16 Nov What are the Five Phases of Penetration Testing?
Penetration tests help us understand where our system’s security vulnerabilities are so that we can take steps to fix them. We can find and patch existing flaws by trying to exploit potential holes.
We must follow a certain number of steps to perform an effective pentest. Read about the five phases below and get to know the ins and outs of penetration testing.
The Five Phases of Penetration Testing
There are five phases of penetration testing: reconnaissance, scanning, vulnerability assessment, exploitation, and reporting. Let’s explore each one in more detail.
The first stage of penetration testing is reconnaissance.
The tester’s objective during this phase is to collect as much data about the target system as possible. This includes information about the network topology, operating systems and applications, user accounts, and other relevant information. By gathering as much data as possible, the tester can plan an attack strategy with a higher chance of success.
Depending on the information-gathering methods employed, reconnaissance can be divided into active and passive categories. Passive reconnaissance gathers data from public sources. Active reconnaissance involves directly interacting with the target system and includes techniques like enumeration. To get a comprehensive understanding of the target’s vulnerabilities, both approaches are often necessary.
After gathering the information in the first phase, it is time to scan.
During this second stage, the pentester will use several tools to identify open ports and network traffic running on the target system. Unsafe potential entry points need to be discovered by penetration testers for future stages of testing.
Scanning is often an automated process that can be done outside penetration testing. In those cases, it’s referred to as simply vulnerability scanning. However, scans have limitations—mainly that they can identify potential threats but cannot assess how easily hackers could exploit them. While all organizations should scan regularly, those who want comprehensive protection must also use experienced penetration testers.
3. Vulnerability Assessment
In the third phase of penetration testing, vulnerability assessment, the tester uses data gathered in previous steps to find potential weaknesses. From there, they look to see if those weaknesses can be taken advantage of. Although this step is also helpful, it runs more smoothly when combined with other phases of penetration testing.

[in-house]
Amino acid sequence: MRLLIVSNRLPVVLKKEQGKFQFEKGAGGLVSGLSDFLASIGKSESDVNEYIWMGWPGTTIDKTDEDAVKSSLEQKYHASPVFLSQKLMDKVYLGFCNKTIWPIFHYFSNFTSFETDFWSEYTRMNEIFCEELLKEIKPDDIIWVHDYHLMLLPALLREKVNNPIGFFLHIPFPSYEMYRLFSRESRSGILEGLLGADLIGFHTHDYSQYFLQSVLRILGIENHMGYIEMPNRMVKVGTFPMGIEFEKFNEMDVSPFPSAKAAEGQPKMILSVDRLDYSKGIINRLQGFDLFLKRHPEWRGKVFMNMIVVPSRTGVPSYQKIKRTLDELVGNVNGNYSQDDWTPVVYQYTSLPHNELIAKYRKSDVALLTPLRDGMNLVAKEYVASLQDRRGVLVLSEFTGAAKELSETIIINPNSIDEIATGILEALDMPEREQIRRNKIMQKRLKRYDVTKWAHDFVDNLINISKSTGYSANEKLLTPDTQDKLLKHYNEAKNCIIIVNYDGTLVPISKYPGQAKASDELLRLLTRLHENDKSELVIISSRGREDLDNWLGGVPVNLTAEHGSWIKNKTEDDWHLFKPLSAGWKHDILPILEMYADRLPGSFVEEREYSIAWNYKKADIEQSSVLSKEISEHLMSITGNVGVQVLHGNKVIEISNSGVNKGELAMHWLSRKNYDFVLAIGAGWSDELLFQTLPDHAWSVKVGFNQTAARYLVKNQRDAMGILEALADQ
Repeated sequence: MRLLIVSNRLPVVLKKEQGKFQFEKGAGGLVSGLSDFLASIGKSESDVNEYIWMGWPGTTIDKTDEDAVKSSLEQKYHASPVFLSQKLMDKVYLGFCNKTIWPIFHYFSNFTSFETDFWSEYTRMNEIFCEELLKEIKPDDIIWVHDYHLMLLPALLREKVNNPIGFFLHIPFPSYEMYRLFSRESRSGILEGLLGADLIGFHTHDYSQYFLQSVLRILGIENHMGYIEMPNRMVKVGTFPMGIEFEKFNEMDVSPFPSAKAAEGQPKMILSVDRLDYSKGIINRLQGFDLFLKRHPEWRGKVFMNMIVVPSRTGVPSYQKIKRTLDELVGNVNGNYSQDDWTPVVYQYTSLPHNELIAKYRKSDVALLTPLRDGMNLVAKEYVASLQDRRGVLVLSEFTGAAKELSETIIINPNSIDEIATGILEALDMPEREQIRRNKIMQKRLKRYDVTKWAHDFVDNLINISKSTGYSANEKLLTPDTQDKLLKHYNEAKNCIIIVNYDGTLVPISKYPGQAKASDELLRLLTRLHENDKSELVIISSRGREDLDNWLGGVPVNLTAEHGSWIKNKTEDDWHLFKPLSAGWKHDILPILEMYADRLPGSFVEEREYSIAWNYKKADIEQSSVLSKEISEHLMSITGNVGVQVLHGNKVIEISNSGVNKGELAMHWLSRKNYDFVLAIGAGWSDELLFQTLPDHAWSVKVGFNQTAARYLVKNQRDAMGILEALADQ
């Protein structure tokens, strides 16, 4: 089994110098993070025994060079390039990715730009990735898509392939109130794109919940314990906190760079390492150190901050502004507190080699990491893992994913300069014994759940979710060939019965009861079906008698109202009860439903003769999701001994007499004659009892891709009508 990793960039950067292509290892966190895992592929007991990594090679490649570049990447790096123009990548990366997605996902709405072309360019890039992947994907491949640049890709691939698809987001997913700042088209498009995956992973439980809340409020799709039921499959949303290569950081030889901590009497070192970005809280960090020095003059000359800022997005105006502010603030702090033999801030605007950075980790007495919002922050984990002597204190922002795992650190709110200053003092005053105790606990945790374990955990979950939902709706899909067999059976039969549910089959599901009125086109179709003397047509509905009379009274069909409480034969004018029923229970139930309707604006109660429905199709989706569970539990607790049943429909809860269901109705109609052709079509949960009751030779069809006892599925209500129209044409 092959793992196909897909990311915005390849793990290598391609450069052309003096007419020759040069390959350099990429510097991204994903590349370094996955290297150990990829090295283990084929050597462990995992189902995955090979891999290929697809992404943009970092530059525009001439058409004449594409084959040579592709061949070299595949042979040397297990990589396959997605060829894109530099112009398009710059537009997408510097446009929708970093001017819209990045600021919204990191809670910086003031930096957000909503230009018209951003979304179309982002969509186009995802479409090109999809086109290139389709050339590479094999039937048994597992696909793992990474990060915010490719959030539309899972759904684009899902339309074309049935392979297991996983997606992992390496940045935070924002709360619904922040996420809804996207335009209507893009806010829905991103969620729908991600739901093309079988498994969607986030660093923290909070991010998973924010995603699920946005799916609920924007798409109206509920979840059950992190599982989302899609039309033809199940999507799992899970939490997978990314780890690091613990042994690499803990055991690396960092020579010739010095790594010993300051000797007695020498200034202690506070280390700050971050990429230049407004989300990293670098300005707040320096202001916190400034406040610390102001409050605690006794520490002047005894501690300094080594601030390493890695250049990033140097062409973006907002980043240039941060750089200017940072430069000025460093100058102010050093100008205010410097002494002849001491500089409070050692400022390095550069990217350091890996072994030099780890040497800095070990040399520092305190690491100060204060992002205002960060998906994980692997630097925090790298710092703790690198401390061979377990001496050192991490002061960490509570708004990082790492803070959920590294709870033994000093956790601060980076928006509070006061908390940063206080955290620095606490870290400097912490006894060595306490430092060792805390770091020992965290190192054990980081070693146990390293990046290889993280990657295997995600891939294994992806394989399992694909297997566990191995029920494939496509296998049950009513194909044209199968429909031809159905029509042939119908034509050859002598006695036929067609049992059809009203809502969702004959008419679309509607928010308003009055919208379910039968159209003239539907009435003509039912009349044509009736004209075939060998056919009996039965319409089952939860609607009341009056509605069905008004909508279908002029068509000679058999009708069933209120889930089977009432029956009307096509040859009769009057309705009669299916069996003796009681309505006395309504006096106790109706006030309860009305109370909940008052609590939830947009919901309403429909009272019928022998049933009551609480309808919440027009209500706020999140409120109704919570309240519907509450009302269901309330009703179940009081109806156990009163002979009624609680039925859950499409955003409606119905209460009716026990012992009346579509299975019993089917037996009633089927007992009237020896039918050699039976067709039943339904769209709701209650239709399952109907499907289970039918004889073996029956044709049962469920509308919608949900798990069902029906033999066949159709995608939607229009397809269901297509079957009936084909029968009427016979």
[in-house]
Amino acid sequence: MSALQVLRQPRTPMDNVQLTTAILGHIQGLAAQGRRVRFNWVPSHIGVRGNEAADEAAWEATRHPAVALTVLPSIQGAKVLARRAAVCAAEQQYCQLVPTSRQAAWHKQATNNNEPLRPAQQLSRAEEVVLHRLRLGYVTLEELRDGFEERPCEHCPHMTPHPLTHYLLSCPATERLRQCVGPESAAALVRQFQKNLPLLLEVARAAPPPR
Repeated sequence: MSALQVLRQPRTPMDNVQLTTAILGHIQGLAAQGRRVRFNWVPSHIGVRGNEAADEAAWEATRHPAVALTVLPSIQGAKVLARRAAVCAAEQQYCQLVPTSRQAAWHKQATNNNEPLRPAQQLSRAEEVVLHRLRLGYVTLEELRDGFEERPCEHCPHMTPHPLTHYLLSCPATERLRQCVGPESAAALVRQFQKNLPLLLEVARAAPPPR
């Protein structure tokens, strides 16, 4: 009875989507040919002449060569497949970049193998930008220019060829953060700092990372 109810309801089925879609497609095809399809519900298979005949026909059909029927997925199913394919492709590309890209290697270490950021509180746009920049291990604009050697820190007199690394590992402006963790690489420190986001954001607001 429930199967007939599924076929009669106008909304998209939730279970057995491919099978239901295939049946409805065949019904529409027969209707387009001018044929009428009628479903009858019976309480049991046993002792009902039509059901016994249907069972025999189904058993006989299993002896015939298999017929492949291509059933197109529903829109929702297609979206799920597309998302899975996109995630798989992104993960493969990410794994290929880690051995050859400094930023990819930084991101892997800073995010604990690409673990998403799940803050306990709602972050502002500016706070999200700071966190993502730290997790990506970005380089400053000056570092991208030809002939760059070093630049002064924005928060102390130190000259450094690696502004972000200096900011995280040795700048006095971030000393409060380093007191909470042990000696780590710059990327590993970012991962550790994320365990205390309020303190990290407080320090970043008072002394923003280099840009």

While trying to discern the risk of any discovered vulnerabilities, penetration testers have several helpful resources at their disposal. One such resource is the National Vulnerability Database (NVD). The NVD is a constantly-updated storehouse of vulnerability management data that was created and is maintained by the United States government. In addition to evaluating software vulnerabilities published in the Common Vulnerabilities and Exposures (CVE) database, The NVD also rates known vulnerabilities’ severity levels via the use of CVSS – or the Common Vulnerability Scoring System.
After the vulnerabilities have been found, it is time to exploit them. During this penetration testing phase, the tester tries to access the target system and exploit any identified flaws, often done by using a tool like Metasploitto to imitate real-world attacks.
This is the most delicate penetration testing phase, as it bypasses security restrictions to access the target system. Though system crashes are rare during this phase, testers must still be cautious to ensure that the system isn’t compromised or damaged.
After the exploitation stage, the tester produces a report identifying the penetration test’s findings. The organization can use this last phase’s report to fix system vulnerabilities and better its security posture.
Security risks can be remediated by building a penetration testing report that documents vulnerabilities and puts them into context. The most useful reports include the following:
- Sections for an outline of uncovered vulnerabilities (including CVSS scores).
- A business impact assessment.
- An explanation of the exploitation phase’s difficulty.
- A technical risk briefing.
- Remediation advice.
- Strategic recommendations.
The Importance of Following a Pentest Process
Penetration testing is a valuable component of a comprehensive security program. By simulating a real-world attack, penetration testers can help organizations identify vulnerabilities and take steps to mitigate them. But while penetration testing can be highly effective, it must be done carefully and follow a strict process.
There are several reasons why penetration testers need to follow a strict process. For one, it helps to ensure that the test is conducted in a controlled environment. This is important not only for the safety of the testers and the organization’s network but also to ensure that the test results are accurate.
A well-defined process also helps ensure that all relevant areas of the network are tested. This is critical for identifying all potential vulnerabilities.
Finally, following a strict process helps ensure that the test results are repeatable. This is important for both verification purposes and for comparing results over time.
Overall, it is clear that there are many benefits to following a strict process when conducting penetration tests. By doing so, organizations can more effectively identify vulnerabilities and take steps to mitigate them.